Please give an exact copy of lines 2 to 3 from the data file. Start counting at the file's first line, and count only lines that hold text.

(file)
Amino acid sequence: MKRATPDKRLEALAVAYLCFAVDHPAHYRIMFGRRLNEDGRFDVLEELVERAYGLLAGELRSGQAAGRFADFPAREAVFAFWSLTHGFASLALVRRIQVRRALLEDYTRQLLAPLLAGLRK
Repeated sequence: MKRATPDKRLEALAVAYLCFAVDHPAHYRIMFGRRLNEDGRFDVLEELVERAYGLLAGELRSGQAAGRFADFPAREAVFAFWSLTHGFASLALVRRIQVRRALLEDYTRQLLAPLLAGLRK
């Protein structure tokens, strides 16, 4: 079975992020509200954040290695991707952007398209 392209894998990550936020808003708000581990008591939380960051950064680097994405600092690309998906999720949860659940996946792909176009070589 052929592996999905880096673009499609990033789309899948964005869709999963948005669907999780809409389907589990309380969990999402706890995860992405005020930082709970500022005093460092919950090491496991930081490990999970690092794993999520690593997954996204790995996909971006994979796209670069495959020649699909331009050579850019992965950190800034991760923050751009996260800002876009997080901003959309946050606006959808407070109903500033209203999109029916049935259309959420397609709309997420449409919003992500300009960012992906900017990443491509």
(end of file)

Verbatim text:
Repeated sequence: MKRATPDKRLEALAVAYLCFAVDHPAHYRIMFGRRLNEDGRFDVLEELVERAYGLLAGELRSGQAAGRFADFPAREAVFAFWSLTHGFASLALVRRIQVRRALLEDYTRQLLAPLLAGLRK
């Protein structure tokens, strides 16, 4: 079975992020509200954040290695991707952007398209 392209894998990550936020808003708000581990008591939380960051950064680097994405600092690309998906999720949860659940996946792909176009070589 052929592996999905880096673009499609990033789309899948964005869709999963948005669907999780809409389907589990309380969990999402706890995860992405005020930082709970500022005093460092919950090491496991930081490990999970690092794993999520690593997954996204790995996909971006994979796209670069495959020649699909331009050579850019992965950190800034991760923050751009996260800002876009997080901003959309946050606006959808407070109903500033209203999109029916049935259309959420397609709309997420449409919003992500300009960012992906900017990443491509």